Casey, Udall, Isakson, Johanns and Stabenow Introduce Bipartisan Bill to Create National Registry for Neurological Diseases

National Database Would be One-Stop Shop to Advance Knowledge of these Diseases and How to Treat Them

WASHINGTON, D.C. – Today, U.S. Senators Bob Casey (D-PA), Mark Udall (D-CO), Mike Johanns (R-NE), Johnny Isakson (R-GA) and Debbie Stabenow (D-MI) announced they have introduced a bipartisan bill that would establish national registries of neurological diseases such as multiple sclerosis and Parkinson's disease in order to better understand and treat them.  The National Neurological Diseases Surveillance System Act’s introduction coincides with the Parkinson’s Action Network (PAN)’s day on Capitol Hill, when advocates will meet with members of Congress and staff about Parkinson’s issues.
 
Currently, no national system exists for researchers to access accurate data about these neurological diseases, how many people are affected and in what areas of the country, what causes the onset and other information.  This lack of fundamental knowledge about these diseases inhibits progress in biomedical research that could help treat and serve those affected by them.  This bill would establish a coordinated national database to collect and analyze information on neurological diseases that could then be used to develop research and technological advances, and to create programs and services that help people live independent and productive lives while fighting these diseases.
 
“As the chair of the Senate Multiple Sclerosis Caucus, it gives me great pleasure to co-sponsor the National Neurological Diseases Surveillance System Act,” said Casey, a longtime supporter of the MS community.  “This legislation will improve our understanding of neurological diseases such as multiple sclerosis and Parkinson’s, enabling researchers to work towards new treatments and providing policymakers with more accurate information about the incidence of neurological disease, so that we can craft more effective policies to help individuals suffering from neurological disease and their families.”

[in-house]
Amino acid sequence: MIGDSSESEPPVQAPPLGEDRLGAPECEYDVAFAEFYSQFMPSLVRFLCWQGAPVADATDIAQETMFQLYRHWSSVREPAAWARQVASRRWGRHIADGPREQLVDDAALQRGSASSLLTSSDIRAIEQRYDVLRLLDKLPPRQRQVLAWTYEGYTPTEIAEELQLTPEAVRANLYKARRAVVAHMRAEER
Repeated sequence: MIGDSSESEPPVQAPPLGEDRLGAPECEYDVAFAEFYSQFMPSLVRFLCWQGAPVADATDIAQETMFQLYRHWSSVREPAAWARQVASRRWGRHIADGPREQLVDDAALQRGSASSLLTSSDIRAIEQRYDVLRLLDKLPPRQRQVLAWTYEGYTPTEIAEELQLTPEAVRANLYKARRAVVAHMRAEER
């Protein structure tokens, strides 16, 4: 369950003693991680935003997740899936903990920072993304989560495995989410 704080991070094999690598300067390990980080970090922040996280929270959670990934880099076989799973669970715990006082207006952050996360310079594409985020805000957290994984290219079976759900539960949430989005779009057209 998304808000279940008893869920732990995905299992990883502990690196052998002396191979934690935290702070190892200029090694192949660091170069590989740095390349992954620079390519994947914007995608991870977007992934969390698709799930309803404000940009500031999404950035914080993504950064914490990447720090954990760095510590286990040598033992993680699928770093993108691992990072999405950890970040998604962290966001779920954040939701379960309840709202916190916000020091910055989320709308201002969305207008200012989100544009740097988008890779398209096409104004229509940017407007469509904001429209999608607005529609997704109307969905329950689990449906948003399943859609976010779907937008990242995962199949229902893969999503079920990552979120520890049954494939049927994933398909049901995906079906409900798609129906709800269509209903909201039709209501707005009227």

“You can’t go up to more than a handful of people on the street before finding someone with a family member or close friend who’s been touched by neurological diseases like Parkinson’s.  But experts don’t even have an accurate count of the people affected by these diseases,” said Udall, a co-chair of the Parkinson’s Disease Caucus, whose father, former Congressman Mo Udall, died of Parkinson’s.  “Creating a national registry will give the research community a one-stop-shop for data being collected on these and other neurological diseases from around the country.  This legislation is just what we need to bridge numbers and science to better treatments, better programs, and perhaps one day, a cure.”
  
“I am happy to join my colleagues in supporting this legislation that will help the medical community learn more about neurological diseases in order to make progress toward finding cures and improving methods of treatment,” said Isakson. “It is my hope that this effort will result in positive outcomes for the families across the country who are affected by these diseases.”

“Easily accessible and accurate information is critical for experts to help make informed decisions when allocating future biomedical research funding,” said Johanns.  “This legislation will help us focus on the most important needs facing researchers and care providers who serve those affected by neurological disease.”
 
“As a co-chair of the Senate Caucus on Parkinson’s disease, I am fighting every day to find better treatments for this and other devastating neurological diseases.  That is why I am proud to be a co-sponsor of the National Neurological Diseases Surveillance System Act,” said Stabenow.  “We know so little about neurological diseases such as Parkinson’s and Multiple Sclerosis, but we all know someone who has been impacted by them.  This legislation will provide invaluable information to medical researchers that can help them learn what treatments work best, and could hold the key to new breakthrough treatments.”
 
 
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